But they have not shut down the riser [the pipe which connected the drilling rig to the well]. It is still spewing oil. If we do not get that shut down, this could be a greater disaster for this region than Katrina.


A US Coast Guard helicopter flies over Plaquemines Parish, 29 April
We were disappointed that we did not get someone on the ground that could make decisions throughout this disaster

We are very worried. The boom that they have deployed offshore, from what we could see, is not really working. It is being overtopped and some of it has broken loose.

In the worst-case scenario, we will try to come up with a line of defence somewhere in the marsh where the wave action is less and we are going to try to take a last stand there. We will try to keep it out of the breeding-grounds of the oysters and fisheries and try to salvage 90% of Plaquemines Parish.

Some of the oil is touching the islands now. We saw a portion of the boom that had been pushed up on to the beach and saw some oil there on the beach so it has made landfall. We have had reports of it being in a couple of the bayous just off the Gulf so it is making its way inland and it will continue to do that.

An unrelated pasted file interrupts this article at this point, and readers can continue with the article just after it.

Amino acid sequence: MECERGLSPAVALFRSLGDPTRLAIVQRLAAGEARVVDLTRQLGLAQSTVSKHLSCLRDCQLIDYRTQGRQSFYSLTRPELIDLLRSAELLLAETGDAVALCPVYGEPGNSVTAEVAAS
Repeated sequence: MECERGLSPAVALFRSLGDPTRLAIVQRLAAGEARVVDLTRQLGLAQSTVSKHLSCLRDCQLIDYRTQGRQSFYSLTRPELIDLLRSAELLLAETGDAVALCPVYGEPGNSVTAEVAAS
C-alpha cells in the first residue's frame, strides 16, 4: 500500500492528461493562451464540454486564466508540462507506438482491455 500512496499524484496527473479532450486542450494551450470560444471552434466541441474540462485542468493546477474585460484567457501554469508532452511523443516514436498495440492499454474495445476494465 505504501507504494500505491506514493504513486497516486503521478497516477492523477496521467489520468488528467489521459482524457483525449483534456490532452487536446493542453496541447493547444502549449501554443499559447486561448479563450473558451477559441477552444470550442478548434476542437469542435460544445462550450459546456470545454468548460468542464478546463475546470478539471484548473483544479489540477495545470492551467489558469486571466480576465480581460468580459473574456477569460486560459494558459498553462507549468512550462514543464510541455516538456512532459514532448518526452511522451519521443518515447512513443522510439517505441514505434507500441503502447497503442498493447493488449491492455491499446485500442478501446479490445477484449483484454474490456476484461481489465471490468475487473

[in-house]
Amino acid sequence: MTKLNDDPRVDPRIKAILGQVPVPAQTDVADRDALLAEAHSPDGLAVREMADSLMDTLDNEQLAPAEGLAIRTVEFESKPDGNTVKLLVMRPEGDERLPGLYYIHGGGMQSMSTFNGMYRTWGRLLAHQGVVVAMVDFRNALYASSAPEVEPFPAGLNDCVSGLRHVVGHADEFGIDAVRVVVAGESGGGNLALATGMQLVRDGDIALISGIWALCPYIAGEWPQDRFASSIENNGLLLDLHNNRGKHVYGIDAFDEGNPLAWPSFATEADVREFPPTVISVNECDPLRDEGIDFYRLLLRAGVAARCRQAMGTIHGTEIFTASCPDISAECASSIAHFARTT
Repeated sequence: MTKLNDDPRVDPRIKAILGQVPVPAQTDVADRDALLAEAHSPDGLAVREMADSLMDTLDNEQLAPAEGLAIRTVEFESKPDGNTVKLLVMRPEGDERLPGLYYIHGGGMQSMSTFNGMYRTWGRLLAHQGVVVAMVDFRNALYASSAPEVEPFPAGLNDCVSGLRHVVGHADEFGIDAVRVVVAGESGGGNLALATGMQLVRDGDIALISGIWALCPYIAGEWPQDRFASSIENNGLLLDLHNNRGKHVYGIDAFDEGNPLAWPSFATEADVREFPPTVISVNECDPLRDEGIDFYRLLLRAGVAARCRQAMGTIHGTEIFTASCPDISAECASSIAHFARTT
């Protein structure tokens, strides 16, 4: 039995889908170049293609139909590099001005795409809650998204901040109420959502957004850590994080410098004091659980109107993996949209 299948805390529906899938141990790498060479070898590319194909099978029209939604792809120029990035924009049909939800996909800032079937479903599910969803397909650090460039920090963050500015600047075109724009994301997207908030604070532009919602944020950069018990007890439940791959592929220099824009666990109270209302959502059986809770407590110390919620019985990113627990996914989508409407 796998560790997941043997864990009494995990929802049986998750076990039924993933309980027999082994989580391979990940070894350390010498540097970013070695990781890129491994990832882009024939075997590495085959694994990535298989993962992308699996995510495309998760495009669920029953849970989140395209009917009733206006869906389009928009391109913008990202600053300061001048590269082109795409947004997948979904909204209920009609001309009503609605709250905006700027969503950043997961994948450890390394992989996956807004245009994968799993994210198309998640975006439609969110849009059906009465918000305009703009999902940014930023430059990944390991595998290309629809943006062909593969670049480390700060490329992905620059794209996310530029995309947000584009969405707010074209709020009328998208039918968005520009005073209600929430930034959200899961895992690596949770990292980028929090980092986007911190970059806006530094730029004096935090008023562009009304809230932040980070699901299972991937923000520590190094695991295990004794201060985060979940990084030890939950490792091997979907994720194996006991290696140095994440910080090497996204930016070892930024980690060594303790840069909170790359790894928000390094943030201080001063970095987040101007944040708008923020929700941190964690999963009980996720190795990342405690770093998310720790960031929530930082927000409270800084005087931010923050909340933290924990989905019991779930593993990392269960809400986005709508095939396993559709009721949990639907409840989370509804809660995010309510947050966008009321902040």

We were disappointed that we did not get someone on the ground that could make decisions throughout this disaster. Hopefully that will change when the governor [Bobby Jindal] visits us, and BP will have a staff person in our emergency command centre.

I have been through [Hurricanes] Gustav and Ike, and the Katrina recovery, and we are always prepared for the worst but hope for the best. We have been relying on other people to fight this offshore because we do not have a good indication of how to fight this kind of thing. It is something we have never seen before but we are not used to sitting on our hands and waiting.

It is not something like [the] Exxon [Valdez tanker disaster off Alaska in 1989] where we know how much oil has been spilled. It is an open faucet [tap] at the bottom of that ocean that continues to pump out oil.